Carbon farming in hot, dry coastal areas: an option for climate change mitigation
- 1Institute for Animal Production in the Tropics and Subtropics, University of Hohenheim, 70593 Stuttgart, Germany
- 2Institute of Physics and Meteorology, University of Hohenheim, 70593 Stuttgart, Germany
- 3Institute for Agricultural Economics and Social Sciences in the Tropics and Subtropics, University of Hohenheim, 70593 Stuttgart, Germany
- 4S.T.E.P. Consulting GmbH, 52066 Aachen, Germany
- 5EnBW Energie Baden-Württemberg A.G., 76131 Karlsruhe, Germany
Abstract. We present a comprehensive, interdisciplinary project which demonstrates that large-scale plantations of Jatropha curcas – if established in hot, dry coastal areas around the world – could capture 17–25 t of carbon dioxide per hectare per year from the atmosphere (over a 20 yr period). Based on recent farming results it is confirmed that the Jatropha curcas plant is well adapted to harsh environments and is capable of growing alone or in combination with other tree and shrub species with minimal irrigation in hot deserts where rain occurs only sporadically. Our investigations indicate that there is sufficient unused and marginal land for the widespread cultivation of Jatropha curcas to have a significant impact on atmospheric CO2 levels at least for several decades.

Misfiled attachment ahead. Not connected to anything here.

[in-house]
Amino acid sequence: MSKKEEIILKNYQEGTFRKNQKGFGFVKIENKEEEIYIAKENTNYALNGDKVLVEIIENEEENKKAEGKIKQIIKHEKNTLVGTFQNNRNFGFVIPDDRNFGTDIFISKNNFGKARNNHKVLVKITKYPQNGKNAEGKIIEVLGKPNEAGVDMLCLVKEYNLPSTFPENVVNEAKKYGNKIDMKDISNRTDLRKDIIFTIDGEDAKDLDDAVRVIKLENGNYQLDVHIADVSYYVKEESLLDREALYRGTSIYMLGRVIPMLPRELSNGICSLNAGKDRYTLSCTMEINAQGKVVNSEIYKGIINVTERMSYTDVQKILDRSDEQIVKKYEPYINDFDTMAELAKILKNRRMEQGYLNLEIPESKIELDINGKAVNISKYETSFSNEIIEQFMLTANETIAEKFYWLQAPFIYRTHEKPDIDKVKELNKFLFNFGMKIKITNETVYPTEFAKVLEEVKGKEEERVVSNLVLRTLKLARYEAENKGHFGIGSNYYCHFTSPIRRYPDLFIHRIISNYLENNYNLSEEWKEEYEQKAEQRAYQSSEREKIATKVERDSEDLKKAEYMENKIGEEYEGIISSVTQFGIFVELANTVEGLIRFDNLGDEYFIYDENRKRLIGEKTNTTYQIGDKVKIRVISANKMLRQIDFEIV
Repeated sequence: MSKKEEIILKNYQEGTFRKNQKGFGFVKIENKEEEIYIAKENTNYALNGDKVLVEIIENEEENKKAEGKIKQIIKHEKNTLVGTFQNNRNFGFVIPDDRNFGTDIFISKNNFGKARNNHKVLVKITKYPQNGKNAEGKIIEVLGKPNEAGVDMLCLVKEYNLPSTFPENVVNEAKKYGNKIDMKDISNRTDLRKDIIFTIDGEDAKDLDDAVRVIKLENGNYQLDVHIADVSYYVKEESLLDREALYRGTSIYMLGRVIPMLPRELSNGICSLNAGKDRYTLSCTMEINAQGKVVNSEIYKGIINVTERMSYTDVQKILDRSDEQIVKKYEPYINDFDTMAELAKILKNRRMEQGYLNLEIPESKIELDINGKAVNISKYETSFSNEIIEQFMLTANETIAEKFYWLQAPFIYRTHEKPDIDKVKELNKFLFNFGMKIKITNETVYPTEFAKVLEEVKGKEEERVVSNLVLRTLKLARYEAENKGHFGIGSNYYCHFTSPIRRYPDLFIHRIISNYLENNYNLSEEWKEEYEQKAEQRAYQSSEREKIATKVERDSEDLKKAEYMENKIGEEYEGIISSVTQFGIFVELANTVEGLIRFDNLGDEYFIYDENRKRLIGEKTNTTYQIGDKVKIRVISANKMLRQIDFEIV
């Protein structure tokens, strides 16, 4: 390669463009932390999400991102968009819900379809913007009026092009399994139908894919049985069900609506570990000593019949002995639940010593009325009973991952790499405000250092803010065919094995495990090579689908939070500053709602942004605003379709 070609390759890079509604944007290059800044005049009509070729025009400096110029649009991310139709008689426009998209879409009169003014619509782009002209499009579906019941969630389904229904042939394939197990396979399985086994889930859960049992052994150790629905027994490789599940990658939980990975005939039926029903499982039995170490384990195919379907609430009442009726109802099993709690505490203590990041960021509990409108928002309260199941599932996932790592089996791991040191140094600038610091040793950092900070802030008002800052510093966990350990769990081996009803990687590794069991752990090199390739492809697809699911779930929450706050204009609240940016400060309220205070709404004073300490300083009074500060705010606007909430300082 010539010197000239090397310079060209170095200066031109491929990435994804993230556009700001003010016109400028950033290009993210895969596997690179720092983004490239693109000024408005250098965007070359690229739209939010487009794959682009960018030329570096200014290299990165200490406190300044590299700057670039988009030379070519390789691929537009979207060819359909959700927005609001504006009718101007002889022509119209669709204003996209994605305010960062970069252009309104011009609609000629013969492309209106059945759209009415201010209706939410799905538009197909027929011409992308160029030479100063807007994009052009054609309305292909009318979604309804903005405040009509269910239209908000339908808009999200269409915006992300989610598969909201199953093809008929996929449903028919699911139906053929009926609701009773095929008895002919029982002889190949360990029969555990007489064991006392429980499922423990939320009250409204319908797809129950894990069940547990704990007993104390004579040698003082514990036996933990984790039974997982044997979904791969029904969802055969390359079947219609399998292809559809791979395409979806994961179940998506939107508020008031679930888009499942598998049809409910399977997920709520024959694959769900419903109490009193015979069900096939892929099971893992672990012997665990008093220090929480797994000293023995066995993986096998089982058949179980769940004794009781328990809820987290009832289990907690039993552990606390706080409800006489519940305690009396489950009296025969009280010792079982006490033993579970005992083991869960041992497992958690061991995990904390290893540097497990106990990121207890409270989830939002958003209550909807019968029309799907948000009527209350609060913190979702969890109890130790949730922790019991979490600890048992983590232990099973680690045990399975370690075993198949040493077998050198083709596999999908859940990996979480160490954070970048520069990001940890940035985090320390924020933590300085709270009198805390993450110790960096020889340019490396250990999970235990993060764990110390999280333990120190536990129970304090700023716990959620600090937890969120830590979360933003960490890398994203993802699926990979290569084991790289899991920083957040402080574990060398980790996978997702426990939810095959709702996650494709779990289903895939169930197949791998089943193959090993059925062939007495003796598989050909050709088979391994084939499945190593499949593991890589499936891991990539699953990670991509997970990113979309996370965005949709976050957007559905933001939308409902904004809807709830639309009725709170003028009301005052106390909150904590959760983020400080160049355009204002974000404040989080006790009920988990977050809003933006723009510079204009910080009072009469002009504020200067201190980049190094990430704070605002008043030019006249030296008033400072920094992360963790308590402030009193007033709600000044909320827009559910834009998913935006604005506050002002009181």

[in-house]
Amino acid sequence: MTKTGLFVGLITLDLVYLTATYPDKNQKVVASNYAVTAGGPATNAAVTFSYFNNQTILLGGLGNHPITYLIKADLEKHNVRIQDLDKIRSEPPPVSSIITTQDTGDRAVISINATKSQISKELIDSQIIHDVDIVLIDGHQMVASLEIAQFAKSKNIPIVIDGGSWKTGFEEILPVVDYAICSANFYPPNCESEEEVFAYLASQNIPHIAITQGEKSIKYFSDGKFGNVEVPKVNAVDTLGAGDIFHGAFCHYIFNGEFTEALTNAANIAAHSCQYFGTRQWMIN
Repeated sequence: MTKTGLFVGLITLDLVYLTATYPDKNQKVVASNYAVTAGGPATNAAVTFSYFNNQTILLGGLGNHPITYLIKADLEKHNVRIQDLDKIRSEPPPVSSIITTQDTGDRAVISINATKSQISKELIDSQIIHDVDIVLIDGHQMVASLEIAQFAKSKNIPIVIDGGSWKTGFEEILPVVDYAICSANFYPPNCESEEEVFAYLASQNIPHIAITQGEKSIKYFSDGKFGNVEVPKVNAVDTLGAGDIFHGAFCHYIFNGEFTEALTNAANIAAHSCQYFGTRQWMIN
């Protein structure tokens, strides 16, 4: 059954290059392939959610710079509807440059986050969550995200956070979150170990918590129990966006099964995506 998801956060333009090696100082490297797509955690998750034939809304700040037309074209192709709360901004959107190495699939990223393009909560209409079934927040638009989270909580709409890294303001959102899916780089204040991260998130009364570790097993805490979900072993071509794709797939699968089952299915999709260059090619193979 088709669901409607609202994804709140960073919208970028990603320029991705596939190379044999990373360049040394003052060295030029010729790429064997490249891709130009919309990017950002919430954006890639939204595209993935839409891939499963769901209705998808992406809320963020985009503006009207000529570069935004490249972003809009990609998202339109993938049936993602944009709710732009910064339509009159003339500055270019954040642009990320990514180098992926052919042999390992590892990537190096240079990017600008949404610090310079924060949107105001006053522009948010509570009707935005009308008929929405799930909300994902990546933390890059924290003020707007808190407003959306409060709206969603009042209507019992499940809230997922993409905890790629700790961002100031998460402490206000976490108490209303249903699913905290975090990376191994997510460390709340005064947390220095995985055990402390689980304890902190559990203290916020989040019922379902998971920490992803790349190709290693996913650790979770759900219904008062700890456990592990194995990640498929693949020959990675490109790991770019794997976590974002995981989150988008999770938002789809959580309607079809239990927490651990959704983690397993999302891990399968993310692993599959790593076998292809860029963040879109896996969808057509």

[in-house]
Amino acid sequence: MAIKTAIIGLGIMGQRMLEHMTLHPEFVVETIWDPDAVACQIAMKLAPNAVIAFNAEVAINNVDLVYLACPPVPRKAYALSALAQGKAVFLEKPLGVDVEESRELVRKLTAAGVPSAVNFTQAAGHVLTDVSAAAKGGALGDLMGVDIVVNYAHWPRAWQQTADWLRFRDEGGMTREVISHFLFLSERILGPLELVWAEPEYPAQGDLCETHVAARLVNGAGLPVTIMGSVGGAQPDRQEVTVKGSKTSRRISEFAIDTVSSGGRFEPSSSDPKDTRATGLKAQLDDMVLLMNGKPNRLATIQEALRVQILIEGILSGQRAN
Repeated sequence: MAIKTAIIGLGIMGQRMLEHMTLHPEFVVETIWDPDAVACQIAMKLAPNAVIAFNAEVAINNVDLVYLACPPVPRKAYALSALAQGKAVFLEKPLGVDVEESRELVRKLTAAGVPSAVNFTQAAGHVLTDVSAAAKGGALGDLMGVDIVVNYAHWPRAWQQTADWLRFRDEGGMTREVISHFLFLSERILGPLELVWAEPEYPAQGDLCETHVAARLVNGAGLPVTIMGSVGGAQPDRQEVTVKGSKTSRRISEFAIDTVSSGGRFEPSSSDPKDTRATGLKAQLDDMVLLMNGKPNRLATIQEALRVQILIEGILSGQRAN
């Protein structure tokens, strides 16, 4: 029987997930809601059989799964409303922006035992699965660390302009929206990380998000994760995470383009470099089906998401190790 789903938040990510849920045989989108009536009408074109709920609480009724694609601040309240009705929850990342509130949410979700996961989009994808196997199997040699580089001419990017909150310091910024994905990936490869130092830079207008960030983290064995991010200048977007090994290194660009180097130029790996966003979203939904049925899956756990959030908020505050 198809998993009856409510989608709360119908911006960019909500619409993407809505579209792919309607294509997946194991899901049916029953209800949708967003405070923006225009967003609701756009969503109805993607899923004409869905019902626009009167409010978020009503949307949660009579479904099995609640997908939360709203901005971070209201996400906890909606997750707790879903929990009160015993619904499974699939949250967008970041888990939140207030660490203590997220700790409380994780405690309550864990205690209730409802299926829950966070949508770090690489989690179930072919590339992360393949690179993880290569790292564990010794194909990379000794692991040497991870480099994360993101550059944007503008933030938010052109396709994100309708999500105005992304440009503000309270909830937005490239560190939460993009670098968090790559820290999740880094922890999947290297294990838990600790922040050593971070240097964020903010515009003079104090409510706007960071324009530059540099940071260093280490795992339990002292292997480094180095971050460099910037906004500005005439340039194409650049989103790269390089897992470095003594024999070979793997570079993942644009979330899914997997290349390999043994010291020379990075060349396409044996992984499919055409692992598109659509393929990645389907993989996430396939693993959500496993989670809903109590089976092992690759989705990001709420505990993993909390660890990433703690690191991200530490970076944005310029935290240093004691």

In a system in which desalinated seawater is used for irrigation and for delivery of mineral nutrients, the sequestration costs were estimated to range from 42–63 EUR per tonne CO2. This result makes carbon farming a technology that is competitive with carbon capture and storage (CCS). In addition, high-resolution simulations using an advanced land-surface–atmosphere model indicate that a 10 000 km2 plantation could produce a reduction in mean surface temperature and an onset or increase in rain and dew fall at a regional level. In such areas, plant growth and CO2 storage could continue until permanent woodland or forest had been established. In other areas, salinization of the soil may limit plant growth to 2–3 decades whereupon irrigation could be ceased and the captured carbon stored as woody biomass.